Happy 2020 and welcome to the future.
Before the year progresses too far, Submittable’s Discover blog editors are taking a look back. In 2019, we published over 100 posts for creatives, with emphasis on writing, film, photography, creativity, rejection, and humor. More than 43,000 of you were kind enough to visit, 90% of you doing so for the first time. Thank you.
In case you missed some of 2019’s best guest blogs, here’s a roundup. It’s never easy to narrow down a list with so many fabulous writers contributing on a regular basis (want to contribute? You can!).
Nevertheless, the following pieces, arranged chronologically, were some of our best-visited and most-loved. Please enjoy—and share them if the spirit moves you. Special thanks to Josh Quick, Submittable blog illustrator extraordinaire.
Resource lists are a blessing for busy writers and submitters, especially where money is concerned. In this piece, E.J. LeRoy shares thirteen markets for the sci-fi- and fantasy-inclined that are free to submit to and that compensate writers. This guest author, who writes in all genres, has also penned lists for submitters seeking to make simultaneous sci-fi submissions or write for children and teens, as well as a blog on the benefits of publishing in anthologies.
If you receive any writerly newsletters, you know they’re often brimming with positivity and productivity, tending to privilege accomplishments, insight, and action. Here, comedien Adrienne Teeley offers an alternative take—the sort of honest missive one might send when their writing life is actually pretty lousy. Because lousy is actually really funny.
Bad readings are one of life’s more unpleasant experiences—and no writer wants to inflict that harm onto others if they can help it. John Sibley Williams, an editor and poet with two full-length collections, comes to the rescue with thorough, actionable ideas for making every poetry event a success. From planning tips to event-day suggestions, this blog will help your reading be less of a bummer.
Xavier Burgin is the director of Horror Noire: A History of Black Horror, which traces the horror genre and its tropes through time, acknowledging early in the film that “black history is black horror.” In this conversation with David Licata, Burgin discusses the film’s origins and inspiration, as well as his own goals for both this project and the future of the industry.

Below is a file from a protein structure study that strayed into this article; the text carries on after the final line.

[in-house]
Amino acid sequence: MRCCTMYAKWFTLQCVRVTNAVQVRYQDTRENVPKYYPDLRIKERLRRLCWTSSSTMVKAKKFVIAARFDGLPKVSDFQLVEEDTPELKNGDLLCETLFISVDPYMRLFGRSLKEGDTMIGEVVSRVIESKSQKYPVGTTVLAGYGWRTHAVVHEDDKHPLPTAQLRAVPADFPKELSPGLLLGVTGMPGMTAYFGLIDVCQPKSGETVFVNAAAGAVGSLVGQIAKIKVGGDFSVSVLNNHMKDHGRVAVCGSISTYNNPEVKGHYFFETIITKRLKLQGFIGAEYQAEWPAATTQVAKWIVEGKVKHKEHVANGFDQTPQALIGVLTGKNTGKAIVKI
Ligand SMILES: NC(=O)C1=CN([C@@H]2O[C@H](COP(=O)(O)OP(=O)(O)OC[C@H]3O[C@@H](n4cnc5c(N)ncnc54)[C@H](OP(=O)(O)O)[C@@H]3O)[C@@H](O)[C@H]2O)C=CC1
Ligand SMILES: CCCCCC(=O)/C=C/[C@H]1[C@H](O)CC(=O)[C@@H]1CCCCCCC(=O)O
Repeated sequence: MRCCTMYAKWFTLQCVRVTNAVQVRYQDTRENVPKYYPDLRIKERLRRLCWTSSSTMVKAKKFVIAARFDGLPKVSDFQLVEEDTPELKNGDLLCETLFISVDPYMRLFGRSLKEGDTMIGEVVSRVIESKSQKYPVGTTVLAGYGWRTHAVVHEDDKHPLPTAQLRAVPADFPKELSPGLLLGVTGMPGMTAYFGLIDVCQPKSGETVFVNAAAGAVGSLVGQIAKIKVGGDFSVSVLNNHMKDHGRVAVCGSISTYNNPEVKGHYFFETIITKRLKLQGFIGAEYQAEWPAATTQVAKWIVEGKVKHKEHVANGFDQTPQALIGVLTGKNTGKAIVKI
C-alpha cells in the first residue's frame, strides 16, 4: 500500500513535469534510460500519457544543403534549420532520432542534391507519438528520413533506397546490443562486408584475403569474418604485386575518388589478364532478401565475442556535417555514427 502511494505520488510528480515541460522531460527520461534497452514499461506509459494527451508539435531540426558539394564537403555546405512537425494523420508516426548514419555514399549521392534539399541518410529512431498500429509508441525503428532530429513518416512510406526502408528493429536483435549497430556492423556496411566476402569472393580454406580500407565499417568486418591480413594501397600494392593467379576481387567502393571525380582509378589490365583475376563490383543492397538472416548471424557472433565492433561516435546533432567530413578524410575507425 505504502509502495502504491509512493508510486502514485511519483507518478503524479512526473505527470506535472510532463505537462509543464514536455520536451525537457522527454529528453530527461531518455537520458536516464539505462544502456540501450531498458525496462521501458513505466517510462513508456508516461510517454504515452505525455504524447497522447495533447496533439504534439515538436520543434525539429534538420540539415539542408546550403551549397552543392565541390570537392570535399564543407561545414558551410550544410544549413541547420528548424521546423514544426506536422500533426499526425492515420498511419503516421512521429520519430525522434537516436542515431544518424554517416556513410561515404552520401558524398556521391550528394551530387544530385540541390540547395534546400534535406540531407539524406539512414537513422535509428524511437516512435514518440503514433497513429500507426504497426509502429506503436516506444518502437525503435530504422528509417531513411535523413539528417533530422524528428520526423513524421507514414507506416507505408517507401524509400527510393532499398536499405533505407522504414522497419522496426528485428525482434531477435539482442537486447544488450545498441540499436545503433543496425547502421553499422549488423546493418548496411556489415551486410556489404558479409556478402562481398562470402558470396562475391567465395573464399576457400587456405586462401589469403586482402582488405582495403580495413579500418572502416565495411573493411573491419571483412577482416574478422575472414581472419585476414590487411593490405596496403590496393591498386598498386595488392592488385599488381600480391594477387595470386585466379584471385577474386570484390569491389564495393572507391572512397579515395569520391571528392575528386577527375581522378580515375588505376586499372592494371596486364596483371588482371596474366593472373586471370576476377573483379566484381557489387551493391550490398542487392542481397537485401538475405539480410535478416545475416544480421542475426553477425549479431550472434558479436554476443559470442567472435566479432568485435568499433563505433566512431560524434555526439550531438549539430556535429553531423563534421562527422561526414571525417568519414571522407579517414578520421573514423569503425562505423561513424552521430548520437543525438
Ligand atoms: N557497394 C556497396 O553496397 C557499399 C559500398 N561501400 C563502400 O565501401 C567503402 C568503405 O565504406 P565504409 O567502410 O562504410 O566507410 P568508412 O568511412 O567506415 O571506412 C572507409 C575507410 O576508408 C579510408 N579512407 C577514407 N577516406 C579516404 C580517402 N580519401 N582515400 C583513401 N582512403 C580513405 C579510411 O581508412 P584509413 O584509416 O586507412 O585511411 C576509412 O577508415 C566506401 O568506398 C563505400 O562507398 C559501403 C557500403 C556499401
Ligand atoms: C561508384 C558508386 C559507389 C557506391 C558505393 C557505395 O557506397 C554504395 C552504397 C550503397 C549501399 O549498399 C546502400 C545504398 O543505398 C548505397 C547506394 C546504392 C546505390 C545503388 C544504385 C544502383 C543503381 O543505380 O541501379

Life happens and when it’s hard, writing can seem impossible. How do you soldier on in the midst of crisis, whether because you need to or want to? Freelance writer and children’s book author Vicki Wilson shares insights gleaned from her experience writing in the midst of grief, a time that she believes made her writing that much better.
Could inspiration be just outside your front door? Writer and photographer Kelsey Zimmerman thinks so. Here, she offers seven great ideas for pursuing photographic projects in your own neck of the woods. Even if you know your neighborhood inside out (or think you do), there are always possibilities to see (and capture) it anew.
To successfully pitch a novel, you shouldn’t write a novel about it. An effective synopsis can do wonders for your career, provided you’re able to hone in on the appropriate details and share them persuasively. Editor and fiction writer Andrea Johnson has distilled powerful advice for writers in this regard. She also writers great guest blogs for Submittable regularly on a range of writerly topics, from book reviews to research and critiques.
One of Submittable’s 2019 Eliza So Fellows, Alan Pelaez Lopez, shares their experience in Montana, working on the book Libélulas, a choreopoem tracing the spiritual and emotional life of an unnamed Zapotec toddler.
“The shape-shifting of my work is in part informed by the mountains and waterscapes of Missoula,” Lopez writes.
Stay tuned for details on this year’s Eliza So Fellowship—applications open January 15, 2020.
Stephanie Loomis Pappas brings insight to the Discover blog on the regular, drawn from experience as a parenting blogger and PhD in Rhetoric and Composition. This piece is the first in a four part series on research, focused on research as fruitful brainstorming. For more from this author, check out articles on blogging for beginners and research for parent bloggers.
Among many great guest blogs, the ultimate adieu to 2019: an illustrated humor piece on facing rejection. Cartoonist Emily Flake’s keen wit makes lollygagging in self-loathing (really digging into failure with food, anger, drama, and even masturbation) a little more palatable. If you’re not experiencing enough disappointment at present, consider taking part in #Rejection100, the ultimate feel-good-about-feeling-bad Facebook group for rejects.
Other Notable Work
Because ten posts just isn’t enough.
- How to Elevate Your Photography Without Buying Any Gear
- Critique Partners: Four Tips to Finding That Someone Special
- 8 Tips for Marketing Your Film Production
- Flash Novella Recipe
- Lessons I Learned in Writing My #Metoo Story
- A Case for Working a Job You Don’t Love
- 5 Tips for Getting the Book Cover You Love (Or at Least Can Get Behind)
- How Accepting Mediocrity Helped Me Become a Better Writer
- How to Publish a Book of Despairing Poems
- Less Famous Second Lines from Great Works of Literature
Enjoy more great guest blogs year round on Submittable’s Discover site for creatives.